Want a job? Or to dine at an interesting Asian restaurant? How about buying a car, getting medical care, or finding a place to live? Want to go grocery shopping or catch a fast bus? Highway 99 is the place.
The area around Highway 99 is very diverse. Some parts of it you may love; other parts you may wish to skip over. But a big area—in fact, a two-mile stretch—lies in Edmonds. Exactly how the Highway 99 area will change in the future remains to be seen. But right now, the City of Edmonds has a chance to help shape that future.
That’s mainly because a few months ago, the City Council appropriated funds to work on a vision and plan for the Highway 99 area, building on information from the past but also thinking about new ideas. The project was slated to get underway in late 2015 and continue into 2016. Currently, a more detailed schedule and project scope are being developed.
This project will involve the public. People who live or work in the area will have input. Other interested people will too.
Let’s be clear about what’s at stake. The plan will address two major elements in the Highway 99 area: the large swath of publicly owned right-of-way, and the even larger areas of privately owned land flanking it. As for the highway right-of-way, with generous opportunities for public input, the city can decide how wide the sidewalks should be, what kinds of pedestrian amenities should be provided, and set a vision for the roadway itself. This will include thinking about whether some types of roadway improvements recently made in the City of Shoreline would work in Edmonds. Having a good plan in place will help the city qualify for grants to construct transportation improvements.
As for the adjacent private land, private owners have many options for using their property, but the city, those property owners and the public can come together during this Highway 99 area planning process to craft a vision for future land uses and development — not only how the community may want some things to change over time, but what things should be saved as they are.
A vision can’t happen in a vacuum. It needs to be grounded in understanding the impacts of choices. These may be based on traffic, taxes, business, housing, safety, and a host of other issues.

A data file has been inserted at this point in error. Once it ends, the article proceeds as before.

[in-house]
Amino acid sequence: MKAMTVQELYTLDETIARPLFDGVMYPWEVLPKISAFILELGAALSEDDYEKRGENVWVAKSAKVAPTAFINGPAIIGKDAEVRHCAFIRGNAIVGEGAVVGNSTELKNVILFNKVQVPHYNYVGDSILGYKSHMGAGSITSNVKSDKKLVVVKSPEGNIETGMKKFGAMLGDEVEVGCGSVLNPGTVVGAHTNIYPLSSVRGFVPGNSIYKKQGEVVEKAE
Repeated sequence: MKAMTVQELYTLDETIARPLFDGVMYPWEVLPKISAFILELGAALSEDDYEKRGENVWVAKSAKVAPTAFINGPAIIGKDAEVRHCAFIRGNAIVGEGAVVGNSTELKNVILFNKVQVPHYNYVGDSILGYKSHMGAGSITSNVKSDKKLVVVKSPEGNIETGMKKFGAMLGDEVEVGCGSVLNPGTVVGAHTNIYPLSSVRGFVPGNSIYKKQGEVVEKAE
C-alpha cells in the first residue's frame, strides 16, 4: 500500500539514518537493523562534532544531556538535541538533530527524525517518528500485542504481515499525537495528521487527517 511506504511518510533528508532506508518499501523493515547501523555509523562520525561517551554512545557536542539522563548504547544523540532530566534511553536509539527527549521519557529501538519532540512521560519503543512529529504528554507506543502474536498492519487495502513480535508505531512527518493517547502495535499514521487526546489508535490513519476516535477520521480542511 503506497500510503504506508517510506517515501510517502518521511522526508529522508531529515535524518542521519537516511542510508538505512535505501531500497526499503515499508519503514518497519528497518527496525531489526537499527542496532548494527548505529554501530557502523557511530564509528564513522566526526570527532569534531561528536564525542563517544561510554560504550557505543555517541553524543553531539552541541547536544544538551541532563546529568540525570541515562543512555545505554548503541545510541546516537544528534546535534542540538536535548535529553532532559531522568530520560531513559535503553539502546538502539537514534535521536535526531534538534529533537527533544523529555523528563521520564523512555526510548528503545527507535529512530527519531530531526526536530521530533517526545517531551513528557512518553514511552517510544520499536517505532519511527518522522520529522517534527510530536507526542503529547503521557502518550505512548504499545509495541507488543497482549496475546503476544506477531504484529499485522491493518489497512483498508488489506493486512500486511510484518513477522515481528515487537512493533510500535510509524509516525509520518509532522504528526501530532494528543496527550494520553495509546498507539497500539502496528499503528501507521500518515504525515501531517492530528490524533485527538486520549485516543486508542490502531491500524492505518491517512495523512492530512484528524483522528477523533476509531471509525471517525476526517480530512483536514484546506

That’s why the City Council has directed that this effort be made — to understand the options, the impacts, and make sure a good plan is in place. Without a plan, the community is at the mercy of whatever happens on a piece-meal basis. And that may not always be the best outcome.
So what’s happened so far in this project? Our neighboring jurisdictions – Shoreline, Lynnwood and Snohomish County – have been contacted and have shared their experiences. Regional and state agencies are being notified. Community outreach is beginning. Process details are being worked out.
Next, a firm that specializes in this type of planning will be hired to assist the city. Public announcements will be made for a workshop or open house to kick off the activities from there.
That will lead to one or more “big picture” vision concepts being identified. Then more details, as well as impacts of the vision choices, will be explored. A special information page will be set up on the City of Edmonds website for all to see. The City’s Planning Board will weigh in. More public input will be sought as a draft plan is developed.
Sometime next year, after ample public input and consideration of key information, a final plan will be adopted by the City Council. Then will come the implementation phase —making sure that people know about the plan, that regulations match the vision, and that grants are sought for public improvements.
Already, the Highway 99 area is an important part of Edmonds. In the future, as a good plan is implemented, it will become even more important. And, as a result, you will be proud that this stretch of roadway and it surrounding area are a unique and vibrant Edmonds neighborhood, inviting you to shop, dine, live and own a business there.
— By Shane Hope, City of Edmonds Development Director